16 June 2020, 12:00-14:00
Register start 20 April 2020
Register end 15 June 2020
The Executive Master in International Law in Armed Conflict (60 ECTS credits) is one of the few part-time, innovative and intellectually challenging programmes in international humanitarian law and human rights offered today.
Designed for professionals with demanding jobs and responsibilities, it provides strong theoretical and practical knowledge and responds to the growing need for specialists to address complex humanitarian challenges.
Join us for our open house to:
Depending on the evolution of the current situation, the open house will either take place at our headquarters Villa Moynier or online. We will inform registered participants one week ahead of the event about the venue.
Please register via this online form.
Registered participants will be informed one week ahead of the event about the venue (Villa Moynier or online).
As Swiss IHL Chair, Professor Geiß will develop and promote the Geneva Academy’s expertise in the area of new military technologies via policy work, cutting-edge research, expert meetings, the development of partnerships, teaching and the launch of a new lecture series on this issue.
During one week, Berta Fernández Rosón, Melina Fidelis Tzourou and Yulia Mogutova – currently enrolled in our LLM in International Humanitarian Law and Human Rights – represented the Geneva Academy at the 34th edition of the Jean-Pictet Competition that took place in Denpasar, Indonesia. They reached the finals of the competition.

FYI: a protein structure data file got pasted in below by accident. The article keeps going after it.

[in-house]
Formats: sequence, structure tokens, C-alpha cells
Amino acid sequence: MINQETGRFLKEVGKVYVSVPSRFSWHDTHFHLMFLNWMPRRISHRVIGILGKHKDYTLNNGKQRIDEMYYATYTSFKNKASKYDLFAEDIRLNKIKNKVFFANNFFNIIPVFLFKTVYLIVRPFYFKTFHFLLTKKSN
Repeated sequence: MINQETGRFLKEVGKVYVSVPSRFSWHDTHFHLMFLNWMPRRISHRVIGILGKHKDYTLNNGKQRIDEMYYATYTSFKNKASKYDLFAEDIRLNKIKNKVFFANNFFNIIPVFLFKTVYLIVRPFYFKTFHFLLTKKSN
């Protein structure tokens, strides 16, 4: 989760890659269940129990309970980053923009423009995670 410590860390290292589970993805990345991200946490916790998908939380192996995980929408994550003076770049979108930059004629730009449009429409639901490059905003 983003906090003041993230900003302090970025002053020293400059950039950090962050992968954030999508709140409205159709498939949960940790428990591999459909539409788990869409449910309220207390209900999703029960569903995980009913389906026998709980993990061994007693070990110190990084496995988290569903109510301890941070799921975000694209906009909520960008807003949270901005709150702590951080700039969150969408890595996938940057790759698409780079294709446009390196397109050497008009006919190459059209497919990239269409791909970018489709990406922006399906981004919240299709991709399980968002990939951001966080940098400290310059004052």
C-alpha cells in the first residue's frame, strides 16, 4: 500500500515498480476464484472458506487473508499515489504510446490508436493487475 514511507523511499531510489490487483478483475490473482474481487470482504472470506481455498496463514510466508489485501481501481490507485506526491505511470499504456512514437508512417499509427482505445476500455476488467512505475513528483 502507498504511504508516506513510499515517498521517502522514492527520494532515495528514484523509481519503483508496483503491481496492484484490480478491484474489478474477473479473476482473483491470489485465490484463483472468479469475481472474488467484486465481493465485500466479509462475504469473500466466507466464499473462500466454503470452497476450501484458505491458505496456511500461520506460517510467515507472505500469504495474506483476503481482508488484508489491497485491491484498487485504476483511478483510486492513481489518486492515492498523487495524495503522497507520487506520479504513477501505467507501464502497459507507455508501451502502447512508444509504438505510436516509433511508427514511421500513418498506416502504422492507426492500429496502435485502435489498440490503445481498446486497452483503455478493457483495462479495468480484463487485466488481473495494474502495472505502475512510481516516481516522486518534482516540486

UN Photo / Jean-Marc Ferré
This training course will explore the origin and evolution of the Universal Periodic Review (UPR) and its functioning in Geneva and will focus on the nature of implementation of the UPR recommendations at the national level.
This research aims at building a common understanding and vision as to how states and the relevant parts of the UN system can provide a concrete and practical framework to address human rights responsibilities of armed non-state actors.
This project aims at compiling and analysing the practice and interpretation of selected international humanitarian law and human rights norms by armed non-state actors (ANSAs). It has a pragmatic double objective: first, to offer a comparative analysis of IHL and human rights norms from the perspective of ANSAs, and second, to inform strategies of humanitarian engagement with ANSAs, in particular the content of a possible ‘Model Code of Conduct’.